A Forecast of North Carolina Unemployment Rates
For 20012002 Using Past Inflation
RENEE LEWIS and CYNTHIA BROWN
College of Business
Western Carolina University
Abstract
This
paper forecasts unemployment rates for North Carolina for the years 2001
and 2002 using past consumer price index data.The
Phillips Curve is used in this paper because of the inverse relationship
between inflation and unemployment rates.Unemployment
rates and the consumer price indices for the years 19912000 were used
to forecast 2001 and 2002 unemployment rates for North Carolina.The
unemployment rate for North Carolina is forecast to rise to 3.18% and then
fall to 2.66%.The Phillips Curve
is an appropriate measure for unemployment rates based on inflation in
this case because it represents the inverse relationship between inflation
and unemployment rates. (JEL:E24)
Part 1. Introduction
This paper
forecasts the unemployment rate for North Carolina for the years 2001 and
2002.The forecast is estimated using
consumer price indices from the years 1991 until 2000.This
data is monthly and not seasonally adjusted.
Using
the Phillips Curve, the inverse relationship between inflation and unemployment
is apparent.Whenever unemployment
is high, inflation tends to be low. When
unemployment is low, inflation tends to be high.Forecasting
unemployment accurately is important because it helps economists to have
a better idea of what the future economy holds.Another
important reason for accurate forecasts is the fact that many job seekers
are interested in this data before making a final decision about a job.
The
rest of this paper is as follows: Part 2. presents CPI and past unemployment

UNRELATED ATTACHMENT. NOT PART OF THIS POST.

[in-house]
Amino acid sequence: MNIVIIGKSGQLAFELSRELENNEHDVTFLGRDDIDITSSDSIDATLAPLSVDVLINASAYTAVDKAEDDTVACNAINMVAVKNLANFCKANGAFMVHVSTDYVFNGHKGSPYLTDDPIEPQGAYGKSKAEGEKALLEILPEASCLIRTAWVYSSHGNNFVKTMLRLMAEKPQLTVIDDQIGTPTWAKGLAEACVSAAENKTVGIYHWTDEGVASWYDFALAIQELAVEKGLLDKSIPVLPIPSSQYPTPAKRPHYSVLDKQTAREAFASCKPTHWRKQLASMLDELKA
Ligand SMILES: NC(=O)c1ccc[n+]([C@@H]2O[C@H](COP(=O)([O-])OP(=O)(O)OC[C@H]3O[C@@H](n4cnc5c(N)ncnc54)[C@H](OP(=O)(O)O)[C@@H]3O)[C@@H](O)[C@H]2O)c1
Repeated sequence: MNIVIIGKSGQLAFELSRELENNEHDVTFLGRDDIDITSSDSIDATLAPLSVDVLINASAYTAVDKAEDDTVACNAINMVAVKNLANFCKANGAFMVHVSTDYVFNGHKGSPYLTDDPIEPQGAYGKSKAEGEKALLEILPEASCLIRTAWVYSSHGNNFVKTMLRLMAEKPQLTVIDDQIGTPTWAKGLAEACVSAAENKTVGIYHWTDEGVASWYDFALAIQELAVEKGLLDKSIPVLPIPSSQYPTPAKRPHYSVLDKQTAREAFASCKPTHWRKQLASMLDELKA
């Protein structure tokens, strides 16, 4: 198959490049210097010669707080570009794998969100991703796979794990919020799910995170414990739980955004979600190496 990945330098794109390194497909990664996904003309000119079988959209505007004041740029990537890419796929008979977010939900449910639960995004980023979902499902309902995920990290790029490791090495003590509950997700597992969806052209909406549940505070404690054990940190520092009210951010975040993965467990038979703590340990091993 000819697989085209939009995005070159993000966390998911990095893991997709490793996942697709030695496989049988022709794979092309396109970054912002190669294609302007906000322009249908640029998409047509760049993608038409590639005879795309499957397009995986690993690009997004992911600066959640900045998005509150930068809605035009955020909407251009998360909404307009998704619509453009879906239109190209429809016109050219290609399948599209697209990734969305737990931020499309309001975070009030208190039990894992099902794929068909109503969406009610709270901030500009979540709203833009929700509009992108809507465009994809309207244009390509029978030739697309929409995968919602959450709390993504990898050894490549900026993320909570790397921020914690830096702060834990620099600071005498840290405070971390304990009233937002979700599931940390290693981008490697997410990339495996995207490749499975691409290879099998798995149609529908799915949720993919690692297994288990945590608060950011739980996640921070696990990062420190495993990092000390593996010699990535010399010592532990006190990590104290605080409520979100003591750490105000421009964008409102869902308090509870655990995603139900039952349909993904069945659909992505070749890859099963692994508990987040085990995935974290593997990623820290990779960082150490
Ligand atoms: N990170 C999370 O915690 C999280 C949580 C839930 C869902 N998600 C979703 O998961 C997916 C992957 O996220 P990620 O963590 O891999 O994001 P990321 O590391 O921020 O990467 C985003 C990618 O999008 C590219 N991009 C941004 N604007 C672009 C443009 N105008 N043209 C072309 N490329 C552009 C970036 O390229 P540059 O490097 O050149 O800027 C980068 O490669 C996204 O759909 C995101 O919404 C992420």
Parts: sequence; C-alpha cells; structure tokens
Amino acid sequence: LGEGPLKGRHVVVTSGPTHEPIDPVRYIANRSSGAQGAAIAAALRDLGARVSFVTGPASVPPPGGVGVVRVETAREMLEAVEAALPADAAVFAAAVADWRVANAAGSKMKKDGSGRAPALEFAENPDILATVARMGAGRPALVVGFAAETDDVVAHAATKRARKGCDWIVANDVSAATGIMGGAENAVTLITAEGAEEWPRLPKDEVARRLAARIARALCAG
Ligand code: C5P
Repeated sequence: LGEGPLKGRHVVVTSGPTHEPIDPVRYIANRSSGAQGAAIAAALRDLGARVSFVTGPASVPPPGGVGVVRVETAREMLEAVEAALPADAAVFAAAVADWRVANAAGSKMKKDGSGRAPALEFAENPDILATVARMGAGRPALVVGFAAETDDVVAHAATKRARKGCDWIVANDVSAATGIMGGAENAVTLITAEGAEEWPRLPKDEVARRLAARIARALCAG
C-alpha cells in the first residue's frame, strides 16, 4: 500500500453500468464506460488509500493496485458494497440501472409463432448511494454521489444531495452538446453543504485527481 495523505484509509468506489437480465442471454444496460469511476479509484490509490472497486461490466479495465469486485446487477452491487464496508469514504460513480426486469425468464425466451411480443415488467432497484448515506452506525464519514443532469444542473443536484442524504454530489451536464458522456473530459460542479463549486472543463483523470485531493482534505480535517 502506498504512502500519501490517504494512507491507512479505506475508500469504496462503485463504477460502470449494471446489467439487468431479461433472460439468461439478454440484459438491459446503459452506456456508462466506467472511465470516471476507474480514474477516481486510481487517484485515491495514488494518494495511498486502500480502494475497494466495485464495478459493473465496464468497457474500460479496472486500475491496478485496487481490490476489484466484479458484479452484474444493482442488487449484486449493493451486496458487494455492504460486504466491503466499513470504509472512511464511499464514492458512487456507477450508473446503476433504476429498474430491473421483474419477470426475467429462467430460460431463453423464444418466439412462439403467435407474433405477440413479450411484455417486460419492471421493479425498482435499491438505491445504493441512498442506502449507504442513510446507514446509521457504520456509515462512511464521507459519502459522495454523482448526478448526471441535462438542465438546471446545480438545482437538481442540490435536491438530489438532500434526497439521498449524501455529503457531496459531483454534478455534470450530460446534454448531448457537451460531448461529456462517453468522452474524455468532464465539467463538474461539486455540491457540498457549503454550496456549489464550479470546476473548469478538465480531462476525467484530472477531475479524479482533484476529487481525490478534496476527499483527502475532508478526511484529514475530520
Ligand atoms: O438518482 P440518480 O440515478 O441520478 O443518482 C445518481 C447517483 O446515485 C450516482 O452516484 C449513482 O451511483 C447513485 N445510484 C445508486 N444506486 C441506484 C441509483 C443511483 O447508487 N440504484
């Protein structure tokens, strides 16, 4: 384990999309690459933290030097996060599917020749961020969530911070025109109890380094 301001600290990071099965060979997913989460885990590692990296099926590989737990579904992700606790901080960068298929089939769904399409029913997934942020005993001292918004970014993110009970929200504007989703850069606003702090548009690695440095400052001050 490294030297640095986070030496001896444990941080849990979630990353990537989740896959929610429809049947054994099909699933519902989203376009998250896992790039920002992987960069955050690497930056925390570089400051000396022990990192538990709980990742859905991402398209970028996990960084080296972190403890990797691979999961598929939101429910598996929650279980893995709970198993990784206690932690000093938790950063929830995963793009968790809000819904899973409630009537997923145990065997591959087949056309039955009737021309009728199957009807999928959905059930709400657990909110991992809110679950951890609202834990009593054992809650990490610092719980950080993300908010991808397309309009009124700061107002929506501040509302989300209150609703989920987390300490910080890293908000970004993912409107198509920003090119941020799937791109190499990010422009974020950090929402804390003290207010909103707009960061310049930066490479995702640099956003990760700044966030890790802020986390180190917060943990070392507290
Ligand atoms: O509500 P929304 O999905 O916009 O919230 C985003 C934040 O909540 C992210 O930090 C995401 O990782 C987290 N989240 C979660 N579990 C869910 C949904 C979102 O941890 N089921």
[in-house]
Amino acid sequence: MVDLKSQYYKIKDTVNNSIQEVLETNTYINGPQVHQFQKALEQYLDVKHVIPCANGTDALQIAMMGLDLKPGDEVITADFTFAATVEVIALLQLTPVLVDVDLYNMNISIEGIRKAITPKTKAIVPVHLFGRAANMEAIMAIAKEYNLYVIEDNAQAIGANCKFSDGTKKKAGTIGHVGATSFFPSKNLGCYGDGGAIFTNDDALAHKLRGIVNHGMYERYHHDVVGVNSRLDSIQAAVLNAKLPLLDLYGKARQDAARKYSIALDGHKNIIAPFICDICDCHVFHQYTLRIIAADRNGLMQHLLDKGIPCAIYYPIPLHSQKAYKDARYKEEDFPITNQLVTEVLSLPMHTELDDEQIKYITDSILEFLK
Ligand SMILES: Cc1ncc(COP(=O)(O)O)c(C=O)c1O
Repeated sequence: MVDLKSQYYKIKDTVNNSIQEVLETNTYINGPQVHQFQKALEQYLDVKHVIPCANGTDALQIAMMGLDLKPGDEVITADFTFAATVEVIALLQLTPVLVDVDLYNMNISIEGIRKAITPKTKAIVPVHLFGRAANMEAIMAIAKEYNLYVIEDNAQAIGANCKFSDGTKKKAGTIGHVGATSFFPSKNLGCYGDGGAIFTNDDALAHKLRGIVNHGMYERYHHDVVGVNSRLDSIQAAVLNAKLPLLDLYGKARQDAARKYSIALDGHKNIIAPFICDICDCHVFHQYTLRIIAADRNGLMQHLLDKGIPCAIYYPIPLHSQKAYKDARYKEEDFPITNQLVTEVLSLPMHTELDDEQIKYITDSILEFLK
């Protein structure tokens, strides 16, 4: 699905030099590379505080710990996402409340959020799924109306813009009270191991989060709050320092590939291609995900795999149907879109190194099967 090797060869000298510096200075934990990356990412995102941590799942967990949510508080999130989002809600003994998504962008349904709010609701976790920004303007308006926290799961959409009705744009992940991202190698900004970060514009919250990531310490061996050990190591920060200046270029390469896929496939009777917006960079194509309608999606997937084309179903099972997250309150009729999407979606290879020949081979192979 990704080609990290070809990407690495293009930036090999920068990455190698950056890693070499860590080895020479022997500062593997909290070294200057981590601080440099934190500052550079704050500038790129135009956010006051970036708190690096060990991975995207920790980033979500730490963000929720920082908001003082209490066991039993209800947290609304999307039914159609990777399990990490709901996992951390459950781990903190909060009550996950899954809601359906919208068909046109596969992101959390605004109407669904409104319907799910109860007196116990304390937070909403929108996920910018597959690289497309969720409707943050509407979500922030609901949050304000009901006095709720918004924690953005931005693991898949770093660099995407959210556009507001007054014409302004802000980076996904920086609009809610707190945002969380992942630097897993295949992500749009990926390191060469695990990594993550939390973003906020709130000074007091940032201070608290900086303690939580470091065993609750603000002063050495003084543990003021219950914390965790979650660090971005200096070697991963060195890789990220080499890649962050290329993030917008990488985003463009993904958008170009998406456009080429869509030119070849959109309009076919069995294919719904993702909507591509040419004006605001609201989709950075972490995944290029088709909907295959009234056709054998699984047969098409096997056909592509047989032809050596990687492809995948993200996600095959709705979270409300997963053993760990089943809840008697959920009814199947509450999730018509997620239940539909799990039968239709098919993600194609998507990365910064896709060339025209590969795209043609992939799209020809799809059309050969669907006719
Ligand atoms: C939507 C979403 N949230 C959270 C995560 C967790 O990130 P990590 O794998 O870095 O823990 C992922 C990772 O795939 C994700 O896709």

rates data and where it was taken from; Part 3. presents the economic theory
behind this forecast; Part 4. presents the actual forecast of unemployment
rates for 2001 and 2002; Part 5. outlines forecast implications; and Part
6. is where all conclusions are drawn.
Part 2. Data
All data was
taken from the Bureau of Labor Statistics web site.Unemployment
rates for North Carolina are given in BLS variable LAUST37000003.The
consumer price index variable is CUUR0300SA0.The
unemployment rate and consumer price index is calculated on a monthly basis
on the BLS site, but were not seasonally adjusted.The
forecast horizon is two future years, 2001 and 2002.
The
forecast unemployment rate is based on past consumer price index data from
the years 19912000.None of the
data was altered or transformed in any way. Since monthly figures were
used, the forecast data shows the estimates for all twelve months of the
year as well.
The
Phillips Curve is a graphic representation of the economic relationship
between unemployment and inflation.A.W.
Phillips found there is an inverse relationship between the two.As
prices and wages go up, the unemployment rate tends to go down.This
is intuitively appealing because more are out to get jobs when inflation
increases due to price/wage changes.Whenever
an employer raises wages, more people may come to work, lowering the unemployment
rate.
Part
3. Economic Theory: Predicting North Carolina Unemployment with the
Phillips Curve
The forecast
only goes into the future two years.Since
the Phillips Curve deals with shortrun data.